Further emphasizing the importance global executives place on talent, the survey also reveals that 86 percent of executives believe that a strong management team is the most critical component to a company’s success. However, 43 percent say they do not believe their company has the right management team for the company over the next 12 months and 56 percent do not believe they will have the right team five years from now.

Responding to who has primary responsibility for the company’s talent management strategy. 45% of respondents to this survey say it is the company’s CEO, compared to the Chief HR Officer in 36% of the responses and the Chief Operating Officer in 10% of the companies surveyed.

More details are available from Korn/Ferry International.


Povl Tiedemann
March 2013

Creating rounded managers for a global society

March 24, 2013

By Santiago Iñiguez, president at IE University and dean of the IE Business School in Madrid.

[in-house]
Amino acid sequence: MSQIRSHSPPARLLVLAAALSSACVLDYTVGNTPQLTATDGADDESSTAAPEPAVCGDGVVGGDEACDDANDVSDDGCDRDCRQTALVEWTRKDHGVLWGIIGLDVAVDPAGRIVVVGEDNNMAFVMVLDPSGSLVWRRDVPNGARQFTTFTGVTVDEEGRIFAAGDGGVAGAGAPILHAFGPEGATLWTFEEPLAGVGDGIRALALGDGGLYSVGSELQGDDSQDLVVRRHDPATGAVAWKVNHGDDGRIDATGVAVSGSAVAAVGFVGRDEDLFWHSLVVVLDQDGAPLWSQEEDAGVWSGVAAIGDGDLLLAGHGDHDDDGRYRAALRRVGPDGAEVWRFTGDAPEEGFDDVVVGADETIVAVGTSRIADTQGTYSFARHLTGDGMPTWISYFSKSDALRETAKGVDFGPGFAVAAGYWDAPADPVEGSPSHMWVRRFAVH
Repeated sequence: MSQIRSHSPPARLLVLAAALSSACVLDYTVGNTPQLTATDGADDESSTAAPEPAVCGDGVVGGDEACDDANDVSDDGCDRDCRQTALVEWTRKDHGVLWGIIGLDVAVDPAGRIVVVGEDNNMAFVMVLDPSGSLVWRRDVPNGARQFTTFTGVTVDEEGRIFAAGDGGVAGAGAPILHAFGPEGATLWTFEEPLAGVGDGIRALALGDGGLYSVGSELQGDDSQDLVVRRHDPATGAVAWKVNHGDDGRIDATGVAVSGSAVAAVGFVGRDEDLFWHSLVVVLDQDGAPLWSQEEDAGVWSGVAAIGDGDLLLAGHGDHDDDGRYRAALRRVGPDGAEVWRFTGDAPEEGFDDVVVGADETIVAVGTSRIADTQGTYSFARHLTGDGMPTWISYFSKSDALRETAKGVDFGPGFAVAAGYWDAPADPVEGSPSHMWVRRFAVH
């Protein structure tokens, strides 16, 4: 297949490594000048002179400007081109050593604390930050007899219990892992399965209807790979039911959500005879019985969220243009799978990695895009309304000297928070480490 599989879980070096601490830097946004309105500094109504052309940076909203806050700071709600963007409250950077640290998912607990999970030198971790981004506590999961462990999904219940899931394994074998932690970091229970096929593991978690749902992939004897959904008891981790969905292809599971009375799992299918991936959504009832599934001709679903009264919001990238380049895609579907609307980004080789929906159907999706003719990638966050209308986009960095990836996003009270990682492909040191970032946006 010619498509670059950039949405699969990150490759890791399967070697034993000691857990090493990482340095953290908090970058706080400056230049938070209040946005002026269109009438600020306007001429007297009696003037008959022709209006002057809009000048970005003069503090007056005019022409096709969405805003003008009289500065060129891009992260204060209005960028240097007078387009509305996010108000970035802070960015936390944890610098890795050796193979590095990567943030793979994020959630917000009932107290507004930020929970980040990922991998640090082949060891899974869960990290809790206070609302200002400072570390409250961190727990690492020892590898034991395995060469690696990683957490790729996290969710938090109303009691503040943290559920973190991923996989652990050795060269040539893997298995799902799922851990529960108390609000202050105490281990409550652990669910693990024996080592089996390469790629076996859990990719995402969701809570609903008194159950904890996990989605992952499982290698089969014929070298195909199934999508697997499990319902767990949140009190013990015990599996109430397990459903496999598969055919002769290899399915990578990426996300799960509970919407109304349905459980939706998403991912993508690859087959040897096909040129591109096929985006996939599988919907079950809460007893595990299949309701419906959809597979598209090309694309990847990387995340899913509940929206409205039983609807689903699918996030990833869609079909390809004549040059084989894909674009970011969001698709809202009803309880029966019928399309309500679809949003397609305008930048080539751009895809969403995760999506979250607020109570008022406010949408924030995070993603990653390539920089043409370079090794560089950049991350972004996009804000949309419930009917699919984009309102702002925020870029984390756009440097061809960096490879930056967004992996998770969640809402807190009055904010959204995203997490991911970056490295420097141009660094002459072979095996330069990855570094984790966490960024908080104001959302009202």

Excerpts from article in University World News

Management studies needs to embrace the humanities, in order to create entrepreneurs and managers of the future who have a good grasp of their own and others’ cultures and a flair for innovation.

“…Our experience at IE University shows that including humanities courses in management programmes enhances the whole learning experience. We have introduced subjects and sessions dedicated to the humanities in all programmes, from the bachelor in business to the MBA programme and executive education…”


Povl Tiedemann
March 2013

EUA – Update on developments in the Bologna Process

March 22, 2013

From EUA news release.